This expression is a clue to what I mean by maternal ambivalence. It's a mother's struggle with all her feelings, including the momentary feelings of hate. By owning all her feelings, her love can betransformed and strengthened.What is a neurotic mother? ›
Parents with high neuroticism scores were characterized by low psychosocial functioning, poor parenting, more dependent stressful life events, and the use of more emotion-focused and less task-oriented coping skills.What is a trauma teddy? ›
Trauma Teddies are small knitted bears distributed to the fire, ambulance, police and other organisations to be given to people in need.Are stuffed animals good for therapy? ›
Stuffed animals can be valuable therapy tools, and stimulate the same soothing biological response we get from touching real animals. In a world in which social distancing is the norm and hugs are hard to come by, it's important to have a friend you can count on.What does hugging a teddy bear do? ›
Many studies have shown that a comfort object like a teddy bear increases emotional wellbeing, coping skills, resilience, self-esteem and sleep because the object triggers self-soothing behaviour.What is brick therapy? ›
Building brick therapy is an evidence-based intervention that has been developed to support pupils to engage in positive interactions with peers. These resources can be used to help adults to run building brick therapy sessions.What is joy therapy? ›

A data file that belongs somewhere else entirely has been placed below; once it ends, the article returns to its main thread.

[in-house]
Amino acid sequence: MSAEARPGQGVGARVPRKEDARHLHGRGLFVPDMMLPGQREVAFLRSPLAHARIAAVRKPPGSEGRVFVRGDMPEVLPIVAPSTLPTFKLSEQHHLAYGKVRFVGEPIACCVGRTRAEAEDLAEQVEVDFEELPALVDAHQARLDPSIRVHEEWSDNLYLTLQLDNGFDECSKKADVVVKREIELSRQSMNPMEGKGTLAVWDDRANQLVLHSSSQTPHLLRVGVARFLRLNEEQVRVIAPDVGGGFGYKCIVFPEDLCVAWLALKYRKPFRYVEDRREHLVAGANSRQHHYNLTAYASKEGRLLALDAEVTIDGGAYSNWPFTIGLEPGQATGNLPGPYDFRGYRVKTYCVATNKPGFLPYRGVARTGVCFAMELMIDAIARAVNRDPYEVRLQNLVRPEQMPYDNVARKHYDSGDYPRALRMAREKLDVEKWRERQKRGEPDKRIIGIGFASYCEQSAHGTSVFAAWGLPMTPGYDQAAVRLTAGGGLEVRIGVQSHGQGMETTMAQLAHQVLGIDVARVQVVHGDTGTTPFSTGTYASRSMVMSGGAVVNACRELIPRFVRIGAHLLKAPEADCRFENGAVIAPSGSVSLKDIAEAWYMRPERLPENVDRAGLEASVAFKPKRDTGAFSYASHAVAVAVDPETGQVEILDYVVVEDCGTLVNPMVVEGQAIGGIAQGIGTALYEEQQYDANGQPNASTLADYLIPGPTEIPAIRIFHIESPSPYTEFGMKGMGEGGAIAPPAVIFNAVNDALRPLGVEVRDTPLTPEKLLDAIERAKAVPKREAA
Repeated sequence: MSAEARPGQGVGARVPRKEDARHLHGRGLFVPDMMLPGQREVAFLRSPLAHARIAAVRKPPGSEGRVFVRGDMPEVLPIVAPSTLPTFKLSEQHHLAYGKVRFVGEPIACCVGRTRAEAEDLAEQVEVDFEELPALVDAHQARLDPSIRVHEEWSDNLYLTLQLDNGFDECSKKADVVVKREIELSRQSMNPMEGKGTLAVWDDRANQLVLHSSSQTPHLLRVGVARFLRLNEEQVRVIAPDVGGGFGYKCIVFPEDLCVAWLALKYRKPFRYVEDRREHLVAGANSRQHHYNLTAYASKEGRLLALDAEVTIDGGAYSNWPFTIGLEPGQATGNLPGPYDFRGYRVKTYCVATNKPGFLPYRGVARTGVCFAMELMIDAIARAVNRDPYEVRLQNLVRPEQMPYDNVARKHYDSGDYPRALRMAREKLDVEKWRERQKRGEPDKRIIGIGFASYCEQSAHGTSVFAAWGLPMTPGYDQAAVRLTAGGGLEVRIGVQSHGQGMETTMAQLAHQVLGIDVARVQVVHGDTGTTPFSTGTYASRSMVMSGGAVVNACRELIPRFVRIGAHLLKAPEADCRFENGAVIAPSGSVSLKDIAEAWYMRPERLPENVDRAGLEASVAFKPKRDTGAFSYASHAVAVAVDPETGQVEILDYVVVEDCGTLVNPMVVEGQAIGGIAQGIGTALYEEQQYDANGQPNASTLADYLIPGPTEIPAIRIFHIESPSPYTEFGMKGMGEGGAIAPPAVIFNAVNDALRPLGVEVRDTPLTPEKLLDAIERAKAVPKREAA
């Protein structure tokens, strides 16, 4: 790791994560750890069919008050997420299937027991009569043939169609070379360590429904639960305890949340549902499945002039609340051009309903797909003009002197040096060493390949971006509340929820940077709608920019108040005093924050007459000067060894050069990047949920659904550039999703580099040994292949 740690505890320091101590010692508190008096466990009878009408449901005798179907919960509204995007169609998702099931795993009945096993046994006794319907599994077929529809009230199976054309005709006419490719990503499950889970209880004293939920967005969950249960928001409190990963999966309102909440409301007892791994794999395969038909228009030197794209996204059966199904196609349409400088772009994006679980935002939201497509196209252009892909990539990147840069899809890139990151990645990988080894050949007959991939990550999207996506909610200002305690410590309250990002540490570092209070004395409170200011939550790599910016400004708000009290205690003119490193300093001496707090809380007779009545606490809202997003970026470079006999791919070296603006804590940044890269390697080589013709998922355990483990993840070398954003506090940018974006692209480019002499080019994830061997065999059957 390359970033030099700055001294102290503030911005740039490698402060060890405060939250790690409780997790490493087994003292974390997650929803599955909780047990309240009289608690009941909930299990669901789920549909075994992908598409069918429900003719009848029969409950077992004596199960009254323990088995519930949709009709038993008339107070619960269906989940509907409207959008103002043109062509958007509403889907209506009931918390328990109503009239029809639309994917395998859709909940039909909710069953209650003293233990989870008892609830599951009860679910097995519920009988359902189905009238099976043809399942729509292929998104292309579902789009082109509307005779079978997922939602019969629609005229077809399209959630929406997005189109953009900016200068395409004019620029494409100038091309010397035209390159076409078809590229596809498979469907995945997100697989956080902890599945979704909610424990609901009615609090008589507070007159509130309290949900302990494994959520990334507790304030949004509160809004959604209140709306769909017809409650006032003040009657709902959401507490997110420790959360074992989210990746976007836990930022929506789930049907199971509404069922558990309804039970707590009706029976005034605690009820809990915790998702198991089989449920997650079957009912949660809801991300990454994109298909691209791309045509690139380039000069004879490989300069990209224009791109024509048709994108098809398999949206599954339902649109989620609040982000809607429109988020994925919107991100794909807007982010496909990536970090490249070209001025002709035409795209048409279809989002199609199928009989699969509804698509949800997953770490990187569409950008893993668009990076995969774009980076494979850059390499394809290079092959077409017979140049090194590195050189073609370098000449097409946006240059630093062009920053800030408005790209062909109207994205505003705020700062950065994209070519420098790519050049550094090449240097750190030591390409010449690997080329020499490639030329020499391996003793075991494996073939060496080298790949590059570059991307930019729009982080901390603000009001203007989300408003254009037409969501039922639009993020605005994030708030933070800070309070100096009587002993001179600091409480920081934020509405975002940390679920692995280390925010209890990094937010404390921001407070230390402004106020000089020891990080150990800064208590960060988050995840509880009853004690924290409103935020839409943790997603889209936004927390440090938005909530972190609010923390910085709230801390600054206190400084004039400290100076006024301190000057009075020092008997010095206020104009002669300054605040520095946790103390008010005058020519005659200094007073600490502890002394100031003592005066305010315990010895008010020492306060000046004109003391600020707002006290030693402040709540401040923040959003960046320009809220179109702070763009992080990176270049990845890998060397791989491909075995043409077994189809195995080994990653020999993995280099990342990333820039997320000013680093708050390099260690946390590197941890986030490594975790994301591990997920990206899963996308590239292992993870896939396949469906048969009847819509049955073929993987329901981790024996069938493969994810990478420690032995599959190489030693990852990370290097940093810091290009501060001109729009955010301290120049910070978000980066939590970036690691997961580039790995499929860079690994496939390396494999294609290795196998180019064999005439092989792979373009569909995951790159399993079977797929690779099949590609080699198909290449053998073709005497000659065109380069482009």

The Joy of Therapy helps kids, teens and adults with scoliosis, posture issues, muscle and joint pain using movement and breath through highly skilled, hands-on and virtual physical therapy to restore strength and decrease pain.
Originally proposed by LeGoff (2004) this intervention employs the use of three key roles 'Engineer' 'Builder' and 'Supplier' to build a model together using LEGO® bricks. This is facilitated by a trained adult, although child led, to allow the children a means of developing their social communication skills.What is the magic wand question in therapy? ›
There are different versions of the Magic Wand Question, but it essentially asks: “Suppose tonight, while you slept, all your problems were solved. When you awake tomorrow, what would be some of the things you would notice that would tell you life had suddenly gotten better?”How do you use the empty chair method? ›
In the chair, you picture a person with whom you are experiencing conflict. Or, you may picture a part of yourself. Then, you speak to the empty chair. You explain your feelings, thoughts, and understanding of the situation.What is Sonic therapy? ›
Description. Ultrasonic therapy or ultrasonic diathermy products used in physical therapy equipment produce high-frequency sound waves that travel deep into tissue and create gentle therapeutic heat.What strategies can you use to support someone with a mental health condition? ›